When I was deciding on whether or not to get this hairstyle, I did a lot of research that encompassed many different decades, people, and cultures. Doing this research I found a lot of stories about historical figures that had Locs. One that still stands out to me in my mind was the indian story of Shiva and Kali. Kali would go into battle and once blood was spilt she could not stop killing. The only person who could calm her down was Shiva, her husband. Shiva is always depicted with a mass of dreadlocks on his head and the followers of Shiva wear their hair the same. During one particular battle, Kali would not come out of her battle dance. People were dying left and right needlessly. Shiva came down, putting himself in harm’s way, and covered Kali with his dreads and calmed her down because when she saw that she was putting the one she loved in danger she was able to snap out of it. TO me this represents the truest form of love breaking through barriers. Anybody who has ever been in a fight can attest to the fact that the rest of the world gets tuned out. For a God trapped in a blood lust dance it must have been worse than that. Love broke clean through that barrier and every time I look at my Locs I see the love for not only another person but the love for the world that would allow a man to sacrifice himself to help the one he loves and the people of this world. Love is the most powerful force in the world that I have ever seen. Love makes a man jump from the subway platform onto the train tracks to save a strangers life, love makes a Sister give up a kidney for her brother, love makes that military man or woman put on that uniform and go into that fire fight. Dreadlocks to me represent this love as Shiva had for Kali.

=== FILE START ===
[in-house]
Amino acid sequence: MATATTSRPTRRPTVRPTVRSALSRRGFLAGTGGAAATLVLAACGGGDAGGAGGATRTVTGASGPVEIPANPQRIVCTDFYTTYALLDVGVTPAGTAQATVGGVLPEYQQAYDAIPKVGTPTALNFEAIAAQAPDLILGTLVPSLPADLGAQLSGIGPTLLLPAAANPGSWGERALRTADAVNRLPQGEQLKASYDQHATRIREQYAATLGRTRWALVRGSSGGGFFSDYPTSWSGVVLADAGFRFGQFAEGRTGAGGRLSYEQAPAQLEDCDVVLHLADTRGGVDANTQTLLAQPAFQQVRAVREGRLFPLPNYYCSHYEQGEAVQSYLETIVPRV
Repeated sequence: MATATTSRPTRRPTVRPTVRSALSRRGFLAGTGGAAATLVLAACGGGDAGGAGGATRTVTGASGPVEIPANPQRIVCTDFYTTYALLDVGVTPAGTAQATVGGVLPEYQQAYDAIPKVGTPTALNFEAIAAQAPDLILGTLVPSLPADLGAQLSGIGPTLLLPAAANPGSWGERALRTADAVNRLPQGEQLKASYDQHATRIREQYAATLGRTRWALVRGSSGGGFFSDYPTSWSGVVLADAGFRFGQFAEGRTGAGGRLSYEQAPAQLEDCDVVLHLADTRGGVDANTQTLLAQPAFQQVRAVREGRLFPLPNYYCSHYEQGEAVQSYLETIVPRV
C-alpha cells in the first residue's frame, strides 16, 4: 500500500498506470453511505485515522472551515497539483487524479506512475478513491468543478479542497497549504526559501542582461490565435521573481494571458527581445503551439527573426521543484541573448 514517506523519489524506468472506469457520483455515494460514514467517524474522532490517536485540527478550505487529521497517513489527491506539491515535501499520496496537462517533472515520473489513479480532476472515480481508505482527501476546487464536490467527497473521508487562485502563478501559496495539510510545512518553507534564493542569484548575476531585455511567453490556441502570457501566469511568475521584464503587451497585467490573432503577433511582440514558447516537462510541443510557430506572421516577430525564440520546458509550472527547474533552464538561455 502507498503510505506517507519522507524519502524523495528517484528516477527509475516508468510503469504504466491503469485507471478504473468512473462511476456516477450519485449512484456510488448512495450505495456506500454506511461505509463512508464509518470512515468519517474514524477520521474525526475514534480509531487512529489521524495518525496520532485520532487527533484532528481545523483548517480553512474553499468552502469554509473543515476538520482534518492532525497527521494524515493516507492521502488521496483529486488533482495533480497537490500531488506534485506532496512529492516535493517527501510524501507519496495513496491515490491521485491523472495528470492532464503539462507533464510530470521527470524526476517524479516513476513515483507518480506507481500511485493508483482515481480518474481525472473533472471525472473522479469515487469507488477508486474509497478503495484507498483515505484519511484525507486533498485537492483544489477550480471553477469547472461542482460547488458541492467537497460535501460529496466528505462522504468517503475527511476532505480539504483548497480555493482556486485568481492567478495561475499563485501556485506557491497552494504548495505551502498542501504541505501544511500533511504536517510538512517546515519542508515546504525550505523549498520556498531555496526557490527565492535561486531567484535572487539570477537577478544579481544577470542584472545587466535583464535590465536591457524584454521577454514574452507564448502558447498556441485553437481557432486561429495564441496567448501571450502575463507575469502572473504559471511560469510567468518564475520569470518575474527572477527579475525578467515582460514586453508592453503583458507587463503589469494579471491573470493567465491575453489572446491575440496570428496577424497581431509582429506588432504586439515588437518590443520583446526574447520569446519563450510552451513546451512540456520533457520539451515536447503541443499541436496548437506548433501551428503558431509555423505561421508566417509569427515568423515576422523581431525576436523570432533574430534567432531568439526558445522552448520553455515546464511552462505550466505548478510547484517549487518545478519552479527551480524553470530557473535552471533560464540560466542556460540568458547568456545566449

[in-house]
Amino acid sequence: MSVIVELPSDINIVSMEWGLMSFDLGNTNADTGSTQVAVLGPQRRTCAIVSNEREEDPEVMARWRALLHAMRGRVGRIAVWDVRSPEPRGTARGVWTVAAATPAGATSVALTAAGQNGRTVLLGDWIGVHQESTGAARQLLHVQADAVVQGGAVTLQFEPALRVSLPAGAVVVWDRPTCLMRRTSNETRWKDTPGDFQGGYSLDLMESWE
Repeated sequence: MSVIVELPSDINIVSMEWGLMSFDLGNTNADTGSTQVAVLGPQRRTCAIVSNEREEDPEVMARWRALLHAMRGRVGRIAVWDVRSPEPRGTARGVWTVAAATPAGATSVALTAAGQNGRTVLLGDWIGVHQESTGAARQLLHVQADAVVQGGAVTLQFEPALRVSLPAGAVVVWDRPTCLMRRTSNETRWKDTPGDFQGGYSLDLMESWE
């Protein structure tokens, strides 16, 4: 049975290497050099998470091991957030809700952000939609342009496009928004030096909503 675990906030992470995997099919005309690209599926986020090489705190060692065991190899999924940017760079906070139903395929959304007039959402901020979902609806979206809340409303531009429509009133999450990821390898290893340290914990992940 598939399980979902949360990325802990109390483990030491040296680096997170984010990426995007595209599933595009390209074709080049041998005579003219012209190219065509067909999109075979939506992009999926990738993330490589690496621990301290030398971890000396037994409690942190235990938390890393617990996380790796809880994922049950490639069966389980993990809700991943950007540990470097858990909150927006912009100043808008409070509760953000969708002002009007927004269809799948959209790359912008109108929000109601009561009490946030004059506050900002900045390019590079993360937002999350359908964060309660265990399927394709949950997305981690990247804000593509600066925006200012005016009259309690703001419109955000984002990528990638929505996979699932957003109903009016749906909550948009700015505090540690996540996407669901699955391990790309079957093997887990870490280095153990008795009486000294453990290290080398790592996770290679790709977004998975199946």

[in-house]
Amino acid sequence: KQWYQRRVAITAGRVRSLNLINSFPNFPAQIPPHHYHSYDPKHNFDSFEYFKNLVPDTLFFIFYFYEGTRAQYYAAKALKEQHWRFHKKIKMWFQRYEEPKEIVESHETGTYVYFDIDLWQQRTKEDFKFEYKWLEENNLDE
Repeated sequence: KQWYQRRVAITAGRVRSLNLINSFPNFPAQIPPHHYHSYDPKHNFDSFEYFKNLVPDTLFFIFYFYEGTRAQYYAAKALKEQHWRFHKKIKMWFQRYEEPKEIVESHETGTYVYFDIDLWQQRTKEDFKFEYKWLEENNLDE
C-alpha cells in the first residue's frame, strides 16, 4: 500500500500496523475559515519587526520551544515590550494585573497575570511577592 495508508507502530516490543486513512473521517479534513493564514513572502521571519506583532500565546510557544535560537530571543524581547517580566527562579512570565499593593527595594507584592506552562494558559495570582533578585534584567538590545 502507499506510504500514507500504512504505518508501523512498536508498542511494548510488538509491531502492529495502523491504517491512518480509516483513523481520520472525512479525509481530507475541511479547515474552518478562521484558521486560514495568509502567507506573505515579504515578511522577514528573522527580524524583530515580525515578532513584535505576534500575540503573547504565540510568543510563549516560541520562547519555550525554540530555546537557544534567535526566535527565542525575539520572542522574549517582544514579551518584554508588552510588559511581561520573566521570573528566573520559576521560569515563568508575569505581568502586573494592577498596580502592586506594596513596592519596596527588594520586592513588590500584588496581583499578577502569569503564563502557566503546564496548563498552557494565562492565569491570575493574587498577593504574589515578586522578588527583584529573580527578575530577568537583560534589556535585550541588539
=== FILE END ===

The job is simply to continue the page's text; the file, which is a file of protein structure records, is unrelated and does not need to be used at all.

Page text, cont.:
Finally My only gripe with the hairstyle isn’t even with the hairstyle, it is in the publics view OF the hairstyle. When I go out for a job I can tell they look at me differently than when I had a short cut. Unfairly a stereotype has been thrust onto one of the oldest hairstyles in existence. Granted not everyone is thinking all of these things when they choose this hairstyle. Some do indeed only want the ability to shake their heads and let their hair cascade to their favorite song in the club. However I believe that in 2012 we need to move forward out of trying to put everything in a box. Why have we not yet learned that some things can not be defined? Scientists don’t even have a precise reason as to why we sleep, yet we try to say all people have this hairstyle for the same reason. Why is it that a historically black college bans their students from having the hairstyle that is native to their people? I am completely unwilling to accept societies ignorance even when it is thrust upon me by my own people.

This Hairstyle to me represents many things, but in the end it is the perfect representation of what drives me. My determination, creativity, my dreams, this is why I am still here. Sitting on my computer messing with my hair, typing, creating characters and seeing these amazing worlds I create in my head. That’s where I find happiness. My hair makes me happy, does yours?

Sincerely

A WiseGuy